AREAS OF ATTACK.
Respondents reported on the areas of their enterprises requiring capital improvement and expenditure. As in past years, the majority of needs were in production. However, maintenance and parts and facility upgrades were also noted by a large percentage of respondents. While systems improvements, which included automation and integration, was the smallest category within the group, large companies indicated this need nearly three times more than small companies. A significantly lower number of respondents mentioned new buildings and warehousing as areas of needed expenditures. A critical question each year is the actual allocation of capital funds for the different areas of the plant. Here, respondents spread their overall number by percent to the various categories. There was a 10 percentage point drop in allocation dollars to processing and packaging equipment, compared with 2008 indications. However, of the 42% of allocated dollars to these types of equipment, smaller companies budgeted for new processing equipment significantly more than large, while large companies appeared more inclined to purchase new packaging equipment. Other notable changes compared with 2008 allocations were the overall doubling of percentage of dollars for upgrading existing facilities and the six percentage point drop in maintenance and replacement parts. When these categories were broken down between large and small companies, however, there was an interesting diversity of needs. As noted, small companies were more in need of processing equipment, 35% to 20%, compared with large companies. Opposing this was larger companies’ needs for packaging equipment, 20% compared with 16%. The last significant difference between large and small companies was their budgets for systems improvements. Large companies were allocating 12.5% of their budgets to this area, while small companies forecast spending less than 5% in this area. Both groups planned on allocating 6% to new construction and 8 to 9% toward warehousing improvements.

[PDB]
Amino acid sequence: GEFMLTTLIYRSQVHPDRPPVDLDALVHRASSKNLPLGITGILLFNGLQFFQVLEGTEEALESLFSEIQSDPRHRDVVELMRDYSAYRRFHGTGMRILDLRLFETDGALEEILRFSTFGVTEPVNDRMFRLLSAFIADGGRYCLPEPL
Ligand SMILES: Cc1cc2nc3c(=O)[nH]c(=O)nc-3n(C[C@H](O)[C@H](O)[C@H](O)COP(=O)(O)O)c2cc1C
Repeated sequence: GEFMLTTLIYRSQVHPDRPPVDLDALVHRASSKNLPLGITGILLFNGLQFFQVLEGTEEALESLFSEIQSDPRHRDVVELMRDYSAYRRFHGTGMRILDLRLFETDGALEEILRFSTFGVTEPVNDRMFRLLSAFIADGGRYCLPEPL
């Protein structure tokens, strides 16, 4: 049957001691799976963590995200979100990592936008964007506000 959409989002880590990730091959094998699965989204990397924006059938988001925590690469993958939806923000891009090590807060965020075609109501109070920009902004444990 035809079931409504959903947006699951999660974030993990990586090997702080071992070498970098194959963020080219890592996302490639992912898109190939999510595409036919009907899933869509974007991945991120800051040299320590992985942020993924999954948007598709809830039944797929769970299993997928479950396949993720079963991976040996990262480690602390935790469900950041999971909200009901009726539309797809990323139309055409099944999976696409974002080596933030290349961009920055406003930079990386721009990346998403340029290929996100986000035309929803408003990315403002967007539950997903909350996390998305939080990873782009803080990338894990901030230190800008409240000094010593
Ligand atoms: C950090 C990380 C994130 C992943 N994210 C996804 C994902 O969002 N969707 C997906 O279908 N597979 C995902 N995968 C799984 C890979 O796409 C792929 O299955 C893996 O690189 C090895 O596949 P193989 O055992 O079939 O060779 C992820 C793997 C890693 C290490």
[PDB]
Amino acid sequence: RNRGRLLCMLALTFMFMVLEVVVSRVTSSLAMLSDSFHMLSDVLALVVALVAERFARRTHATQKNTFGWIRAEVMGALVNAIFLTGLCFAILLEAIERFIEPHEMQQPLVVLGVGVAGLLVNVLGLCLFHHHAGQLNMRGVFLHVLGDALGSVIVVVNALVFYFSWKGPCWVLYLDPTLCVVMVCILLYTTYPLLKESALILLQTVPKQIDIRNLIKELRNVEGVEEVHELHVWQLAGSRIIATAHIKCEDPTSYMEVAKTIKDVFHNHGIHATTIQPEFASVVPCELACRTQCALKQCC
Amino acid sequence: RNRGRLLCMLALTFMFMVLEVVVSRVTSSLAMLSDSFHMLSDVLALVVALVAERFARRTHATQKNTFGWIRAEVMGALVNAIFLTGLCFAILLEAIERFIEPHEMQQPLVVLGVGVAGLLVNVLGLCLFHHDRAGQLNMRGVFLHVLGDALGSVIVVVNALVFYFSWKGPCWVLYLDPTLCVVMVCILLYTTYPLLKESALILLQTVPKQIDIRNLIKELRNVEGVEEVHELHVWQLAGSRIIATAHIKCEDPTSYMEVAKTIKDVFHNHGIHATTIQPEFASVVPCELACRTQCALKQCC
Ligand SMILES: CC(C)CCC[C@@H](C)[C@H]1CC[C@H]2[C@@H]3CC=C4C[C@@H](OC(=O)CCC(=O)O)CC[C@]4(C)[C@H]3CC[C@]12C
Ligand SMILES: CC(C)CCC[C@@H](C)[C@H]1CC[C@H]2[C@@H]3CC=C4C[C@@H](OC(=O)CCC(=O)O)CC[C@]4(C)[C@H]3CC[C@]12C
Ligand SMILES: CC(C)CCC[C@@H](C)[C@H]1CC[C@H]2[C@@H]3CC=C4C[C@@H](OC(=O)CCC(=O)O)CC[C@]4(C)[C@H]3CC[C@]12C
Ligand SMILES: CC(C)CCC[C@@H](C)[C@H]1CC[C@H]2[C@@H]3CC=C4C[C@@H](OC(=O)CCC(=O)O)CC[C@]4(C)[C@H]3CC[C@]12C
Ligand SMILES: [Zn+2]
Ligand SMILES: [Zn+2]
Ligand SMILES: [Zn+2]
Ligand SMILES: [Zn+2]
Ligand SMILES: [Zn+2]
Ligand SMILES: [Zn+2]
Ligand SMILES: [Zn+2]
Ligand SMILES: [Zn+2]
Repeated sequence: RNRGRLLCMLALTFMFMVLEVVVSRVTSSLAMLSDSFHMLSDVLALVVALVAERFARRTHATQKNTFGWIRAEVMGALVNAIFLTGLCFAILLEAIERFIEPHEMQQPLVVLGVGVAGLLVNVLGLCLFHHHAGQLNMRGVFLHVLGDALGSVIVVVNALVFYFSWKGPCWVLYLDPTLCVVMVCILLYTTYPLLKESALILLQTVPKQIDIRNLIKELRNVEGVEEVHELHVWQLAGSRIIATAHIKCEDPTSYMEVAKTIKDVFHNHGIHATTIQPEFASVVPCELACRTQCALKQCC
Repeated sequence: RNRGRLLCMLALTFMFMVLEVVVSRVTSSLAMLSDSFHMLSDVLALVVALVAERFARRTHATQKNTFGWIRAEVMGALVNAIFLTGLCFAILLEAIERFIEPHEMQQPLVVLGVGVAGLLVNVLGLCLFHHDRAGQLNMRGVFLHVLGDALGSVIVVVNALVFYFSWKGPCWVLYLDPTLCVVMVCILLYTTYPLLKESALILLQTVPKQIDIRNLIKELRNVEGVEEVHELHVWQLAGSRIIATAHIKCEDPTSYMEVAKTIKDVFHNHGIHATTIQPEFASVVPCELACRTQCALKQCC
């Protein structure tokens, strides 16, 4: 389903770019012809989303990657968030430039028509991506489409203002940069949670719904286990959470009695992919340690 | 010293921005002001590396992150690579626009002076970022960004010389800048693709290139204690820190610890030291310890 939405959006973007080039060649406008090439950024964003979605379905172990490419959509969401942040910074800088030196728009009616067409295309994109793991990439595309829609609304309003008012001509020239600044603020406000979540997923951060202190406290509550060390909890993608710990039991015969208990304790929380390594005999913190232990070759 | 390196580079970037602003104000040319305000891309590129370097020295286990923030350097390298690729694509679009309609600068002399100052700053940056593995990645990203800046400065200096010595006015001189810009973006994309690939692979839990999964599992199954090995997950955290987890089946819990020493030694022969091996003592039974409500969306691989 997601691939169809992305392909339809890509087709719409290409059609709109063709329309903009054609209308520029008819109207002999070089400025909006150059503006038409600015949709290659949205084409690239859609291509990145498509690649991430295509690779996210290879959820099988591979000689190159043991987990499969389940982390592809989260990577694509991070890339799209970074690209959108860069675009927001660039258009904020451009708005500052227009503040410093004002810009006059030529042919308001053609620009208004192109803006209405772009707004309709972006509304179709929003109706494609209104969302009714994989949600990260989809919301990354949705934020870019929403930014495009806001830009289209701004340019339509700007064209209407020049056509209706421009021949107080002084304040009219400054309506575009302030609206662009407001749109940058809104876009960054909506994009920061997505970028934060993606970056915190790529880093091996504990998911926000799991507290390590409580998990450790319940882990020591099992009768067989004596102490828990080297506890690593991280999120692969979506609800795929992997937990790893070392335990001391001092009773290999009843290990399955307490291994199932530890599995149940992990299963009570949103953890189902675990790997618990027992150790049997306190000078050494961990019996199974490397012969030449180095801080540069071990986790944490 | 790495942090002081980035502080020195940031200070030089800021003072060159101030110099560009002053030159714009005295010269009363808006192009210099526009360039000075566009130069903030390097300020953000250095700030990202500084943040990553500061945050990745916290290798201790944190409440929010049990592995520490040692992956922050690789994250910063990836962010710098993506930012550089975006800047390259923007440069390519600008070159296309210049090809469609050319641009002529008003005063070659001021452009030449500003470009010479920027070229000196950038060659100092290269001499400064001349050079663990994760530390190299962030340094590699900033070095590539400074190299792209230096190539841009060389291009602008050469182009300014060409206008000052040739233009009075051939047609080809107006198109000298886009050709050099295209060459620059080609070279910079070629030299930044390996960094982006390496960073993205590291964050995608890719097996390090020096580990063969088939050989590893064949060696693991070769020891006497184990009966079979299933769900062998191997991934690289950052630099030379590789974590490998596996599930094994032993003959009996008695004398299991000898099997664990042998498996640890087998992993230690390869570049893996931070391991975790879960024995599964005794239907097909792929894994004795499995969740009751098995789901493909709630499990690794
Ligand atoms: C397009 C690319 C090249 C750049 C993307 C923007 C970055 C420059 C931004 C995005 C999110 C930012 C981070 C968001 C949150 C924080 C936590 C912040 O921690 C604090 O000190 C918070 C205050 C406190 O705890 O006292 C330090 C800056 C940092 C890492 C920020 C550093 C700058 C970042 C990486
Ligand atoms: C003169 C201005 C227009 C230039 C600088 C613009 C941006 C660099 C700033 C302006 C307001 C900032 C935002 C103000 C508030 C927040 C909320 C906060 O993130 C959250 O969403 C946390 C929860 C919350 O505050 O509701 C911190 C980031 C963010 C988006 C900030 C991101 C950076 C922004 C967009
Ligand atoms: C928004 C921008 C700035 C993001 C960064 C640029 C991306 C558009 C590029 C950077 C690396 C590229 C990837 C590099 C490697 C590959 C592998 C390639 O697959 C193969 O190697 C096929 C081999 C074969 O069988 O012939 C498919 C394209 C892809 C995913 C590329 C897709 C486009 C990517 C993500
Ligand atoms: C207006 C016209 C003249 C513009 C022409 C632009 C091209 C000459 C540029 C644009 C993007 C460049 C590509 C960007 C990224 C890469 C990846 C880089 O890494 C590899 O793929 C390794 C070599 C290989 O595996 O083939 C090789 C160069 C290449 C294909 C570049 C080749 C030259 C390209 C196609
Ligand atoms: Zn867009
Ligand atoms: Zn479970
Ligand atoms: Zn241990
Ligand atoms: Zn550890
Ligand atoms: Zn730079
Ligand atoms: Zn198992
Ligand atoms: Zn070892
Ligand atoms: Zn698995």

Although spending will be cautious and allocations have shifted, labor cost reduction and increased product quality and consistency continued to rank highest as company goals. This was consistent between large and small companies. Large companies ranked "improved process capacity and flexibility" significantly higher than did smaller companies, while small companies saw a greater need to spend capital dollars toward developing and producing new products. "It’s capacity and efficiency — a combination," said Mr. McDaniel. "We’re looking at being more efficient in the way we produce products. We’re also looking at supporting our growth. In some cases, there are safety components where new equipment has aspects that older equipment doesn’t. For a company to remain viable, you have to invest back in your business. When our employees see us bringing in new equipment, morale is boosted because we’re investing in the business, and they feel more stable in their jobs." At the low end of the ranking, both large and small companies saw minimal need this year for allocating dollars to track and trace systems or to create more sustainable operations with some exceptions. However, large companies ranked these consistently higher than did small companies. Food security and defense ranked significantly higher than both track/trace and sustainability but significantly lower than the other categories. Production speeds, food safety, repair costs and product and energy waste all remained important in the ranking but comparatively in the mid-range of importance when measured against the other categories noted. Also, these ranked goals were in line with respondents’ indications of fund allocations and areas of need. Several baking professionals interviewed echoed comments made last year, noting that all these areas are intertwined and improvements to one area impact all others areas to some extent.